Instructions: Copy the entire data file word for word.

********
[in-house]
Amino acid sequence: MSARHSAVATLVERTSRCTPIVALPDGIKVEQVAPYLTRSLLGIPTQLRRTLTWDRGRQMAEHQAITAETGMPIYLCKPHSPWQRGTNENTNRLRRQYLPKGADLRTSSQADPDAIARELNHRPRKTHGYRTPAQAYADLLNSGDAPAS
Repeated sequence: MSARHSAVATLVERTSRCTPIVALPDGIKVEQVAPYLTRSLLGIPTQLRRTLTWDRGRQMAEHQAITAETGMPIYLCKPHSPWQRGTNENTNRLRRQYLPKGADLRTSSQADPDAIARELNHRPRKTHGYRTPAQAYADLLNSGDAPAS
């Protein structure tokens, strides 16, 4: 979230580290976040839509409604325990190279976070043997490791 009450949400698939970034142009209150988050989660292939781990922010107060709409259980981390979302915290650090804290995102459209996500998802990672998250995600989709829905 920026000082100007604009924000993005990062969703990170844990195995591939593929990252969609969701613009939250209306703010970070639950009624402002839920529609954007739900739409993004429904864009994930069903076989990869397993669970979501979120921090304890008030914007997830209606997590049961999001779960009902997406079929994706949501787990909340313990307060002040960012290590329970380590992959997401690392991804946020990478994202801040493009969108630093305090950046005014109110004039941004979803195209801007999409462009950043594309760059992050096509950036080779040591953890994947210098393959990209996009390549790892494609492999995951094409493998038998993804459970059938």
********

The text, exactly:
[in-house]
Amino acid sequence: MSARHSAVATLVERTSRCTPIVALPDGIKVEQVAPYLTRSLLGIPTQLRRTLTWDRGRQMAEHQAITAETGMPIYLCKPHSPWQRGTNENTNRLRRQYLPKGADLRTSSQADPDAIARELNHRPRKTHGYRTPAQAYADLLNSGDAPAS
Repeated sequence: MSARHSAVATLVERTSRCTPIVALPDGIKVEQVAPYLTRSLLGIPTQLRRTLTWDRGRQMAEHQAITAETGMPIYLCKPHSPWQRGTNENTNRLRRQYLPKGADLRTSSQADPDAIARELNHRPRKTHGYRTPAQAYADLLNSGDAPAS
């Protein structure tokens, strides 16, 4: 979230580290976040839509409604325990190279976070043997490791 009450949400698939970034142009209150988050989660292939781990922010107060709409259980981390979302915290650090804290995102459209996500998802990672998250995600989709829905 920026000082100007604009924000993005990062969703990170844990195995591939593929990252969609969701613009939250209306703010970070639950009624402002839920529609954007739900739409993004429904864009994930069903076989990869397993669970979501979120921090304890008030914007997830209606997590049961999001779960009902997406079929994706949501787990909340313990307060002040960012290590329970380590992959997401690392991804946020990478994202801040493009969108630093305090950046005014109110004039941004979803195209801007999409462009950043594309760059992050096509950036080779040591953890994947210098393959990209996009390549790892494609492999995951094409493998038998993804459970059938």